This is supported by a study published by TTL in the spring, which examined the absorption of work in 87 different workplaces and 11 different occupational groups. Three things rose above the others: the development of the work, seeing the results and significance of the work, and working in a good and encouraging team.
The so-called tuning of work, ie the opportunity to make the work more suitable for oneself, also increases the meaning of the work. In several workplaces, things have been raised.
“It’s a sweet thing that this is also a research-driven thing. Twenty years of research and a lot of evidence have been gained on how many positive consequences these things have on an employee’s health and quality of life. And the same goes for performance and productivity from the employer’s perspective. ”
Do things come true in your own work?
“Yes. However, it is important to limit your own work. There are a lot of resources in my work, and they buffer the workload. I have a need for a world healer to add good to the world. At the same time, I get to do research, train, write, analyze and be on the edge of new knowledge. ”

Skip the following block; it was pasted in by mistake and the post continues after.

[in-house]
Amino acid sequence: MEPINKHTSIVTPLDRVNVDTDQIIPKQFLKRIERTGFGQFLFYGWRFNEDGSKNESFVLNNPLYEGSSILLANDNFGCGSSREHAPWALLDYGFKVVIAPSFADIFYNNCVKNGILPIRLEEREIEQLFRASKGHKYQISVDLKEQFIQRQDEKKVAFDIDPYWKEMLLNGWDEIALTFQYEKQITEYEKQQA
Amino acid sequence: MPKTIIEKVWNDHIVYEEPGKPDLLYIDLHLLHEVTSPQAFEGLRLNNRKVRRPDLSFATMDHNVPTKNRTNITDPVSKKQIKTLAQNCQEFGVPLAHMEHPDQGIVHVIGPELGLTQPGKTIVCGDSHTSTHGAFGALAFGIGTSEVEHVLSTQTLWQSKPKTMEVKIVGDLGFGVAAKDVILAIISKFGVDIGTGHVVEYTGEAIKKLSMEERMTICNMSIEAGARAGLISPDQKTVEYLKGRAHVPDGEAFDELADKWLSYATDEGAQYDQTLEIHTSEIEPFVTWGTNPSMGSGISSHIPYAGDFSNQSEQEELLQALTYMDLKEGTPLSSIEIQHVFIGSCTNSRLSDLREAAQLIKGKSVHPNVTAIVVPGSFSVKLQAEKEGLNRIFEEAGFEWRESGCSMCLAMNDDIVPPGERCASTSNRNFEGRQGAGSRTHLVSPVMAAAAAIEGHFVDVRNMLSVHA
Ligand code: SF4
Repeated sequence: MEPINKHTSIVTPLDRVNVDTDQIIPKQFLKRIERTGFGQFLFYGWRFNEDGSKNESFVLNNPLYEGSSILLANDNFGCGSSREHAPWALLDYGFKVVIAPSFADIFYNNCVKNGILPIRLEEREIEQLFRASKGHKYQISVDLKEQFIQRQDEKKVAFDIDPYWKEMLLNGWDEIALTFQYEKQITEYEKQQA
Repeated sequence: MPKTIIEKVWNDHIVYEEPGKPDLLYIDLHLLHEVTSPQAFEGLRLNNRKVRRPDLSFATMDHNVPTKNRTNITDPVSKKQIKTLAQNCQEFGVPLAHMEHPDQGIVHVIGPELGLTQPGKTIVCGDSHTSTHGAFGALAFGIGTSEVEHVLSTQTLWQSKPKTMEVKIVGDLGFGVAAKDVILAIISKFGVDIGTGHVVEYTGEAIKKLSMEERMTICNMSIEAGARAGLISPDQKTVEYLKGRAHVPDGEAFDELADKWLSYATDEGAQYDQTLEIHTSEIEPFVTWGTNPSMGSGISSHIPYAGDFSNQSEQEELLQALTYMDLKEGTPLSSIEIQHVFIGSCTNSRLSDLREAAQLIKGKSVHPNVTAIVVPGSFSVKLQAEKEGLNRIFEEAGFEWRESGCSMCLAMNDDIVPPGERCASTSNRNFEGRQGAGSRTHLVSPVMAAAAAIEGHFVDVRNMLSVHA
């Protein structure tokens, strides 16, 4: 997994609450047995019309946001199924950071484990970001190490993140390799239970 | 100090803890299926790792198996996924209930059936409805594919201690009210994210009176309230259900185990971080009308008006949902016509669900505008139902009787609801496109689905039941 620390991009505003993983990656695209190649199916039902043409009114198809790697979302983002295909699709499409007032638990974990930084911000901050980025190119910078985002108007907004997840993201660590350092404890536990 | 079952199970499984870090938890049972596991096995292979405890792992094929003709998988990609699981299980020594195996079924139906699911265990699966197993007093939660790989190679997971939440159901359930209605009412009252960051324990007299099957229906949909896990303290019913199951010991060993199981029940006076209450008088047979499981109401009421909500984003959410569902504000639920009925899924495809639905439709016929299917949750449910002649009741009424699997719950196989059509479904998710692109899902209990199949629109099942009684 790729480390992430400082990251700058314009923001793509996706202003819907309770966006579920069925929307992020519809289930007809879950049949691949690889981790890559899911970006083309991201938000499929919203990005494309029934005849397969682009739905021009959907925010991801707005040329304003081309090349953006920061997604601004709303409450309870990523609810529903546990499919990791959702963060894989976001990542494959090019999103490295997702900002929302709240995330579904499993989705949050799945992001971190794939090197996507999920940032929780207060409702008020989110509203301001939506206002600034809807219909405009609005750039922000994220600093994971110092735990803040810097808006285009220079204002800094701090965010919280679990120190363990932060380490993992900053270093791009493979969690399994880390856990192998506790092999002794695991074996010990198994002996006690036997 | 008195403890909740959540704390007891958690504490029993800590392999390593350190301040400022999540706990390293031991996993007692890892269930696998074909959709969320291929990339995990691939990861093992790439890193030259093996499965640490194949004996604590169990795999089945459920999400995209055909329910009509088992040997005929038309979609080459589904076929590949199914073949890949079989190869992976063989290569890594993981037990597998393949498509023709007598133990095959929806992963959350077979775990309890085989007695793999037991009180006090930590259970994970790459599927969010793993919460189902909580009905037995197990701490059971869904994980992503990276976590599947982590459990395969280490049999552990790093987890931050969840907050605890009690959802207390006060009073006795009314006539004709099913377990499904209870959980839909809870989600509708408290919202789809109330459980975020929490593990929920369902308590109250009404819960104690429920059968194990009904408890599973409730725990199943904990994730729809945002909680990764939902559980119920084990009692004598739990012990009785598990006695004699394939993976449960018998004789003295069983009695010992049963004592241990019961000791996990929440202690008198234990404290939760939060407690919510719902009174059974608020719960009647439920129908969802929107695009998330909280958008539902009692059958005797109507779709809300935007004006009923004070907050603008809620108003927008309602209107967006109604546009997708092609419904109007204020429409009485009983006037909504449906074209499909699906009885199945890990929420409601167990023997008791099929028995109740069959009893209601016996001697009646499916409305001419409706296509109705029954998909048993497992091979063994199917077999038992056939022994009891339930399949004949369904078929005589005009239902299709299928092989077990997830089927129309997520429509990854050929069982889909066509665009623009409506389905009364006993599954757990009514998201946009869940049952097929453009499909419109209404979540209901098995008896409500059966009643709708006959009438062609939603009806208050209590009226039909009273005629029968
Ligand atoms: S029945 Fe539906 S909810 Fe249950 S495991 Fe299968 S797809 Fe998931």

However, work is only one part of life.
“The number one thing is my family. It is a huge resource and a source of meaning. ”
Born in Helsinki in 1961.
Research Professor, National Institute of Occupational Health.
Docent of Social Psychology, University of Helsinki.
Researched, among other things, work suction, work tuning, service leadership, work exhaustion, boredom at work, work holism, and the interaction between work and family life.
Currently pulling e.g. How Finland Can, a study that collects new information on the development of the well-being of Finnish employees at work during the Korona period.
Acknowledgments e.g. the Golden Special Merit Medal for the Development of Work Environment Work 2021 and the Working Life Researcher of the Year 2012.
Enjoys movies, literature, cooking, padel and football. Great passions include Italy.
The family includes a wife and two adult children.
Turns 60 years old on Sunday, August 8th.